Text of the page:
I have a pet peeve this week: profanity (actually the lack of it). I was bowling this week with … well, call her Ruth (that was her name)… when an absolutely beautiful ball solidly into the pocket produced a 7-10 split. The poor girl should have been kissed because she had just been screwed. Despite this, she refused to utter a single necessary expletive. She kept saying it was inappropriate. This, or course, is the whole point: if it is appropriate, it’s not profanity.
When the boys were small, the various neighborhood rug-rats taught them some highly inappropriate language for the various bodily functions. Soon, the boys were saying such phrases as “tinkle,” “number one,” or “whiz.” My wife and I took immediate and decisive action; every offence was punished by the requirement of doing ten pushups. We didn’t care if the boys had to go take a crap, but we wouldn’t stand anyone going wee-wee. Later, this was a frequent topic at parent-teacher nights at school.
I cannot imagine living without profanity; how would I ever be able to lecture about the French? As Mark Twain said, “… under certain circumstances, profanity provides a relief denied even to prayer.” Personally, I think it can prevent a 7-10 split if applied skillfully.
Skill in profanity is sadly lacking today--not from overuse, but from timidity. All too frequently, otherwise intelligent adults are reduced to the linguistic capabilities of children by using such euphemisms as “the f-word.” What exactly is the purpose of this? Everyone knows the word you mean, knows you want to use it, and knows you lack the balls to say it. This is the verbal equivalent of trying to pick up a turd by the clean end. Unless “u r hukked on fonix,” you are too old to be using “f-word.”
Remember, this was at a bowling alley--not the faculty dining room at Harvard. I have overheard people discussing the best way to finance a tattoo! (At the bowling alley, I mean-the people at Harvard probably get their tattoos from the Art Department.)
Some profanity is just used completely backasswards. Why on earth do we say if something is bad that it sucks? Sucking is a good thing--damn near a perfect and holy rite. Not sucking is horrible. When we say something sucks, this should be the highest praise--the pinnacle of perfection.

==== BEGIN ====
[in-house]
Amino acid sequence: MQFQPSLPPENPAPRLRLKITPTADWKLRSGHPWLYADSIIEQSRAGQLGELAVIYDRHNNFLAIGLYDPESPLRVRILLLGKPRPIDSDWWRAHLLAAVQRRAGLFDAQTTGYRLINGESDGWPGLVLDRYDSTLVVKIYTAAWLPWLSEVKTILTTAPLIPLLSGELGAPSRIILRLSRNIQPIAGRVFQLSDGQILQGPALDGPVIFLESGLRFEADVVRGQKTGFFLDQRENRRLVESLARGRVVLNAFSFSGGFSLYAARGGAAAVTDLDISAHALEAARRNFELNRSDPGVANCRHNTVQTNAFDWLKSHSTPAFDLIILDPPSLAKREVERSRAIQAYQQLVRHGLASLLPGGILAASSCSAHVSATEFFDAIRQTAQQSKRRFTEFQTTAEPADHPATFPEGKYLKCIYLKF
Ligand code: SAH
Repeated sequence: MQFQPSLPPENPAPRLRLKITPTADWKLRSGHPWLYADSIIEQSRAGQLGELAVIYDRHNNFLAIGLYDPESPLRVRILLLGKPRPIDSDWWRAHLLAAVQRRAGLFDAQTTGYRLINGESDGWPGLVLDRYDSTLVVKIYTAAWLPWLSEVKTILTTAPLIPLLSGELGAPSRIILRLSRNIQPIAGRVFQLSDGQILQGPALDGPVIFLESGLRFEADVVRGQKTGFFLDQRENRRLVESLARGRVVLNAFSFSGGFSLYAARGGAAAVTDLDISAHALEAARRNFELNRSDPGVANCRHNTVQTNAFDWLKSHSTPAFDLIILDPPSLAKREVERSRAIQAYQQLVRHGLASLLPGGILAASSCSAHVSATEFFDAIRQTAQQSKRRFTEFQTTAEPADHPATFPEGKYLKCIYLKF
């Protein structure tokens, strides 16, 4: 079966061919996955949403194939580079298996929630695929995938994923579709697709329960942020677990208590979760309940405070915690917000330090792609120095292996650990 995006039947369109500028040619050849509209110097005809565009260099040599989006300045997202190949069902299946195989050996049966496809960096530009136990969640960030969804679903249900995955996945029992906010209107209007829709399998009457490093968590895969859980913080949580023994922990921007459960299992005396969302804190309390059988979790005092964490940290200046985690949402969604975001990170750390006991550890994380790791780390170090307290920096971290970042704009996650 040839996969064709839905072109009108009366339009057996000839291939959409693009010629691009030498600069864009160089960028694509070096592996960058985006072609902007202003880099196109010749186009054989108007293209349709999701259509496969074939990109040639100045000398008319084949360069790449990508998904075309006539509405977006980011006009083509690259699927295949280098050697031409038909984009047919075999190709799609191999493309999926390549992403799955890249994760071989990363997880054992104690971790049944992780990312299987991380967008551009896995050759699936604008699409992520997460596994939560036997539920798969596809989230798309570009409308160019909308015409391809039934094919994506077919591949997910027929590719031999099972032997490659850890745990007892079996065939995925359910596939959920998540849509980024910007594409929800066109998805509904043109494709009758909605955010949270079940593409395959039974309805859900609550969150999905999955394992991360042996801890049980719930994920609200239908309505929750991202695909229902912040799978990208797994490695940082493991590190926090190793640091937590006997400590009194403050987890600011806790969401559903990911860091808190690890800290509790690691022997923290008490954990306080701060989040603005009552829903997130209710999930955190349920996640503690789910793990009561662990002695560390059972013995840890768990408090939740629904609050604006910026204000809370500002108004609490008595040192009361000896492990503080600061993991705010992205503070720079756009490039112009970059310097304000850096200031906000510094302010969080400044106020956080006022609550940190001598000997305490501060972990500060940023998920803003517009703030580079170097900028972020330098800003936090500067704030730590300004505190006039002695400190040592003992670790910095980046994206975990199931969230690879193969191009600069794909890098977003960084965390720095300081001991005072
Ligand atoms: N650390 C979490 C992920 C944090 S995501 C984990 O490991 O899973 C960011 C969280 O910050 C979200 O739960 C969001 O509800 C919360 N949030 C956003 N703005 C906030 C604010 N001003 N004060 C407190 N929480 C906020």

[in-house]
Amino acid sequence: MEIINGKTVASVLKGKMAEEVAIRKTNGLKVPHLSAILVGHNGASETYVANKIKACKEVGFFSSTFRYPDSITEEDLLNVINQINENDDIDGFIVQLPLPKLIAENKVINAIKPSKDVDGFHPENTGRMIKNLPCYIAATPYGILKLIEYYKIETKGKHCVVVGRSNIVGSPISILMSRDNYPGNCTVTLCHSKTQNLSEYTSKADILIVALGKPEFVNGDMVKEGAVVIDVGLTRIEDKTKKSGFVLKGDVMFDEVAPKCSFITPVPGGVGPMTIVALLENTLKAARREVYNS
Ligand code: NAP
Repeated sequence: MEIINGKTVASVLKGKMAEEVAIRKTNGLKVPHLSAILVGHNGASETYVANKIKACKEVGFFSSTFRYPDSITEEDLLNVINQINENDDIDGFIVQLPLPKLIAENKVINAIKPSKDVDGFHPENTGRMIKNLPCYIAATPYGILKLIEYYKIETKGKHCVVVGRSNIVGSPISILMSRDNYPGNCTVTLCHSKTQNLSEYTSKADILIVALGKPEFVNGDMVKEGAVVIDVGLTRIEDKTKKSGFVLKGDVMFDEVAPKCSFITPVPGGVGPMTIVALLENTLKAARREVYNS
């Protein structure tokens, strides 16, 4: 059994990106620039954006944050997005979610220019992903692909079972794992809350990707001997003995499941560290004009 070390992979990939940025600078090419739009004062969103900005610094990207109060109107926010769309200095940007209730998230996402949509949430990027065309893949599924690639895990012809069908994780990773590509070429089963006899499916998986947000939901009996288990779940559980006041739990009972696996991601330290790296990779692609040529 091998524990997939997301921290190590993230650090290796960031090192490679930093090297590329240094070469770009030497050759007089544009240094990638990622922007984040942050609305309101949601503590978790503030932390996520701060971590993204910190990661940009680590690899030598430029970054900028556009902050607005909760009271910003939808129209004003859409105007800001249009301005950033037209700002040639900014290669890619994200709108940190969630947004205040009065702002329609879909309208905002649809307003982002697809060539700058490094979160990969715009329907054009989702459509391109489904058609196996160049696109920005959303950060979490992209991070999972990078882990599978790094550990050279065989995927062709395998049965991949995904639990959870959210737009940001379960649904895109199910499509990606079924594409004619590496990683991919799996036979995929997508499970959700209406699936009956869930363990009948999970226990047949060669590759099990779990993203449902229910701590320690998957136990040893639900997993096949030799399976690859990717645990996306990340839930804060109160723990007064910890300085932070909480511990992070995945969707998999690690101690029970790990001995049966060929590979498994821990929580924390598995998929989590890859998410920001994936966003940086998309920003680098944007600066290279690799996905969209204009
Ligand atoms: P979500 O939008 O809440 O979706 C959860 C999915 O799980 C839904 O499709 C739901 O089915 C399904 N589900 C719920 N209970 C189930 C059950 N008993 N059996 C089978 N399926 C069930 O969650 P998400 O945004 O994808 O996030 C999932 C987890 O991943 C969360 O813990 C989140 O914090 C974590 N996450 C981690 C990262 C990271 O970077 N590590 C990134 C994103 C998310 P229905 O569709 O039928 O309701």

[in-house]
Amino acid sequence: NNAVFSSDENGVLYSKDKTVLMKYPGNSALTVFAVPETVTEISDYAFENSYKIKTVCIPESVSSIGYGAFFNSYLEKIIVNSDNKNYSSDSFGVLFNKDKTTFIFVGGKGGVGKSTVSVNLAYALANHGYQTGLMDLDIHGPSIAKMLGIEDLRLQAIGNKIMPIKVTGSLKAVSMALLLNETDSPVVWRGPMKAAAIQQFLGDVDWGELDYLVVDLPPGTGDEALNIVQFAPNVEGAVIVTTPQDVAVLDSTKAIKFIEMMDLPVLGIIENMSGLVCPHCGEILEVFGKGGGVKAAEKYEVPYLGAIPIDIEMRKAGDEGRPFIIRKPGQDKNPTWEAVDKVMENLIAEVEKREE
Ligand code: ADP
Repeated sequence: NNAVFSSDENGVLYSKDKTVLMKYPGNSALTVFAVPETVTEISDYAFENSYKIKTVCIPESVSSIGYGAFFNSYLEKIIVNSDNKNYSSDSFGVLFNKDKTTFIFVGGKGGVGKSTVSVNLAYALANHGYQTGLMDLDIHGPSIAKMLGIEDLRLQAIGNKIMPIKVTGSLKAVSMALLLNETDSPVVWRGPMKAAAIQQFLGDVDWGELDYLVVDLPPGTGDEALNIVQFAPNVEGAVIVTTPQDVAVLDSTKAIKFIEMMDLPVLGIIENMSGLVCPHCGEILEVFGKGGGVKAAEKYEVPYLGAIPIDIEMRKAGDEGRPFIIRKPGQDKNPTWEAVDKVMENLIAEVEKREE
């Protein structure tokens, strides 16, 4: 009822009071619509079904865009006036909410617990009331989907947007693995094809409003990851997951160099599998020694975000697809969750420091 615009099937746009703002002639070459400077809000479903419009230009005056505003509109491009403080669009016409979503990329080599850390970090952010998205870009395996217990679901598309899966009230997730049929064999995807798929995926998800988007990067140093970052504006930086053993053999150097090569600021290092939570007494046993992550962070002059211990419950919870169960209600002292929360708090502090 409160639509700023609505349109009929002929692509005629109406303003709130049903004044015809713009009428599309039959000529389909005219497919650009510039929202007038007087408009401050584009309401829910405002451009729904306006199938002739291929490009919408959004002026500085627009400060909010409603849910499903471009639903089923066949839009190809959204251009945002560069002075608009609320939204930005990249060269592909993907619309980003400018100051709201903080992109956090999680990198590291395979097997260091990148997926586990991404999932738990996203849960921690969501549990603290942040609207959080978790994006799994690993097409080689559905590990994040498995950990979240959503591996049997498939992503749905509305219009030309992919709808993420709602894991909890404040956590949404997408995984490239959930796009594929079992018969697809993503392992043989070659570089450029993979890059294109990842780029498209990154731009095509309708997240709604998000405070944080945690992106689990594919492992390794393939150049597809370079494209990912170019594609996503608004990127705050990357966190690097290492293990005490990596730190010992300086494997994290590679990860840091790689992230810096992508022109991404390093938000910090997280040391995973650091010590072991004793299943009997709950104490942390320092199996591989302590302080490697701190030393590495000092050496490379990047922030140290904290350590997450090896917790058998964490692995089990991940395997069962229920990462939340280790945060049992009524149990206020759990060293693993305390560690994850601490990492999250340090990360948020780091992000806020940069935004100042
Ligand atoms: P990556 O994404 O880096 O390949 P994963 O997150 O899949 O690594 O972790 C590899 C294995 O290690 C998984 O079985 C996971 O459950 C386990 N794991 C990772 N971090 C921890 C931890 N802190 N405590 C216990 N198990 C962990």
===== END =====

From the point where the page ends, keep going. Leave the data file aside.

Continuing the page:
Where did this confusion come from? I believe that this, like most of the real evil in the world, originates with Baptist preachers. In an attempt to banish their own unfulfilled desires (not to mention disguise a few repressed feelings of their own) they have reversed the meanings of the word and forever confused the word ‘suck’ with homosexuality. And of course, they have used the Bible (especially some bad Greek translations of terms) to justify their actions.
Yes, I know that Leviticus condemns homosexuals to death, but let’s be honest: Leviticus would condemn parking violators to death. If you read long enough, you can find something in Leviticus that would justify the destruction of a day care center with napalm. Levi and the rest of the Levites were probably the victims of over-aggressive toilet training.
No, let’s move forward a few centuries and look for confirmation in the book of Matthew. To be precise, let’s quote Matthew 15, verse 11. In the King James Bible, this says:
Not that which goeth into the mouth defileth a man; but that which cometh out of the mouth, this defileth a man.
Obviously, a just and loving God not only endorses sucking, he commands us to swallow.